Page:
NEXUS partner TVS recently participated to the workshop organized by the World Economic Forum regarding the “Moving India initiative”, set up to explore how the country can accelerate its shared electric vehicle programme.
The workshop brought together public and private sector players from the Indian mobility industry to identify the way forward towards launching a pilot scheme in Punjab. Below is a summary of progress to date and the important next steps.
In January a high level gathering of automotive CEOs at the World Economic Forum’s annual meeting determined that the state of Punjab represented the best opportunity for accelerating the development of shared electric vehicles (EV) in India.
Punjab was chosen for a number of reasons. It is close to the national capital and has dense cities. It is already a base for auto-component manufacture, with surplus capacity ready to meet increased demand.
It has leading business and engineering universities, with highly skilled labour and 25% of India’s consumer base. It also has local supply chain of EV manufacturers and battery companies.
Punjab has recognised the potential of EVs as a long-term sustainable solution for India, with state policy providing a variety of incentives to encourage take-up.
The workshop was held at the Indian School of Business in Mohali. It followed various consultations with stakeholders, ranging from Indian Ministers, public sector bodies and automotive manufacturers, to start-up companies and civil society organisations.
Delegates at the workshop took learnings from the consultation to understand how a pilot scheme of shared, electric and connected mobility can address the challenges of pollution, congestion and connectivity in India.
The next step will be to agree principles of co-operation and to define the scope of the pilot, following by physical deployment and, finally, analysing its success.
An important move by the Punjab authorities was the launch of a Fast Adoption and Manufacturing of EVs policy, otherwise known as FAME, with the prime focus of promoting cleaner mobility and generating jobs.
As well as supporting the manufacture of EVs, the state is backing the creation of charging and battery swappable infrastructure at highways, as well as residential and non-residential stations.
Among other initiatives will be rebates on e-vehicles balanced by surcharges on inefficient and polluting vehicles.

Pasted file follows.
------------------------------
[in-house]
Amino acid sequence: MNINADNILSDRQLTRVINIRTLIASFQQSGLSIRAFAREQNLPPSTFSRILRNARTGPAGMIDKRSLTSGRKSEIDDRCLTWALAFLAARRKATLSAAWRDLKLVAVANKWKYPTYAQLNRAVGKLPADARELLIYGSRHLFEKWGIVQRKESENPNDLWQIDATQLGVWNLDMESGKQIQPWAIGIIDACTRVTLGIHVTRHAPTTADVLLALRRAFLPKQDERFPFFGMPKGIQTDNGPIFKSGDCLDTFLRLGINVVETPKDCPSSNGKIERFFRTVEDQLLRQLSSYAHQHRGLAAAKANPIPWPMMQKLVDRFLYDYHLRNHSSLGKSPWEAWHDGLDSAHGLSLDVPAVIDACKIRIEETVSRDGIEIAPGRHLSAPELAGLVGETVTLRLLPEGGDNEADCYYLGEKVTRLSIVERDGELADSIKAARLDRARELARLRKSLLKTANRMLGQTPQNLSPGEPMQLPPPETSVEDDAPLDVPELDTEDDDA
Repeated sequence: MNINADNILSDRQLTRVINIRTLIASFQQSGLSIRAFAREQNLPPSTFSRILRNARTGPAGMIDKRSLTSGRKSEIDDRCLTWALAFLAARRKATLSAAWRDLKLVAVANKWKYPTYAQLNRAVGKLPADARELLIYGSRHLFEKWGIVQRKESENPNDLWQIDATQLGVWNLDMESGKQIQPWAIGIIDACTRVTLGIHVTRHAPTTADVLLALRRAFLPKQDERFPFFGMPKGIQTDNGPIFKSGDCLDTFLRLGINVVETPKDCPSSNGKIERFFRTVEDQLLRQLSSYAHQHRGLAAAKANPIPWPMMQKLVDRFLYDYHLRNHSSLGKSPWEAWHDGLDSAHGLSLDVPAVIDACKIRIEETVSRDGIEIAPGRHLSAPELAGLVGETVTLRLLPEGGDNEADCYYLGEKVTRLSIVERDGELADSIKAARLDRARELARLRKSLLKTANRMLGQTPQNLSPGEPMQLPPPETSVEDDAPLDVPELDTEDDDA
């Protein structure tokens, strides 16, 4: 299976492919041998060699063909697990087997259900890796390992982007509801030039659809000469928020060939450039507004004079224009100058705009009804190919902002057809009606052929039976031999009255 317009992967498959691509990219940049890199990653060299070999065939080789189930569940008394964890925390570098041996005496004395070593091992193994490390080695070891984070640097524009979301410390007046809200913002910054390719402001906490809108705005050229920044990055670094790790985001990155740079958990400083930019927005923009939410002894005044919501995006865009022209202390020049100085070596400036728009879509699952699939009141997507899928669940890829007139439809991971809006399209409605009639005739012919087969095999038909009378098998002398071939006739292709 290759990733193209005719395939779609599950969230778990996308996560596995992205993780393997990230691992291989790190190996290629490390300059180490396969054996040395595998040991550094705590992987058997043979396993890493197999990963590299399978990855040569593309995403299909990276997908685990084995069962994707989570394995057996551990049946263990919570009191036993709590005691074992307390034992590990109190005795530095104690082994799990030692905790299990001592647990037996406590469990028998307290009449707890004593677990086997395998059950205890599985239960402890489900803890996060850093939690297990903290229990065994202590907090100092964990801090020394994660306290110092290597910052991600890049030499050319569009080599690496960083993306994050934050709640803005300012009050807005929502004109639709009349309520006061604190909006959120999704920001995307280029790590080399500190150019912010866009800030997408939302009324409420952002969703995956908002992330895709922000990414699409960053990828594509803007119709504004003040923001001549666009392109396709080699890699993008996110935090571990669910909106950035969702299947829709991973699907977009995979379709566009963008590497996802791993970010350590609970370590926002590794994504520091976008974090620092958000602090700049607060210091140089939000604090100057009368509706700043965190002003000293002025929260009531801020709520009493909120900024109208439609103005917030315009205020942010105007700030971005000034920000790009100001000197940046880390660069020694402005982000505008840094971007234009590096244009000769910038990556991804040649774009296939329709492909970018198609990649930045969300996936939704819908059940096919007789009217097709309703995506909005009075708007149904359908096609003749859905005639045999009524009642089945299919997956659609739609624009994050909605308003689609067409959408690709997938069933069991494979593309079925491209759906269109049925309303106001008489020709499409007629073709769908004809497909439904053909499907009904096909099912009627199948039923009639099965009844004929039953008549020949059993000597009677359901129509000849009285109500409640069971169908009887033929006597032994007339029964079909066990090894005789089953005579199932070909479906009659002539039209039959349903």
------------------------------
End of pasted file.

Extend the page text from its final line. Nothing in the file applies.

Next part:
The workshop heard there are five key challenges in the exiting EV ecosystem:
- The price of EVs is currently too high for personal ownership, although the business case for EV fleet operators and high-use vehicles is ready for the market.
- Range anxiety remains a major deterrent, along with the availability of charging stations.
- A lack of integration leads to ‘an infestation’ of ‘last mile’ transport, such as on-demand cabs, three-wheelers and e-riskshaws, leading to congestion and pollution.
- There is a proliferation of counterfeit e-rickshaws, with implications for passenger safety and electricity theft putting pressure on the power grid.
- Heavy duty vehicles have a disproportionate impact on emissions, so inter-city transport will need electrification in order to have a significant impact on the environment.
It is hoped that following a series of regular meetings, development of proposals and agreement on milestones, that the pilot will be launched at the World Economic Forum India Economic Summit in October.
It will run until January 2020, after which a working group will meet in March to discuss lessons learned and how to move forward.
NEXUS positions itself at the leading edge of automotive developments globally and this project is a product of the enormous disruption starting to sweep through our industry. TVS is an Indian leader in developing automotive market ecosystems and the project in India will result in a blueprint that could be used elsewhere in our network. NEXUS will leverage learning from this project to assist its members and suppliers alike to adapt to the fast changing automotive world.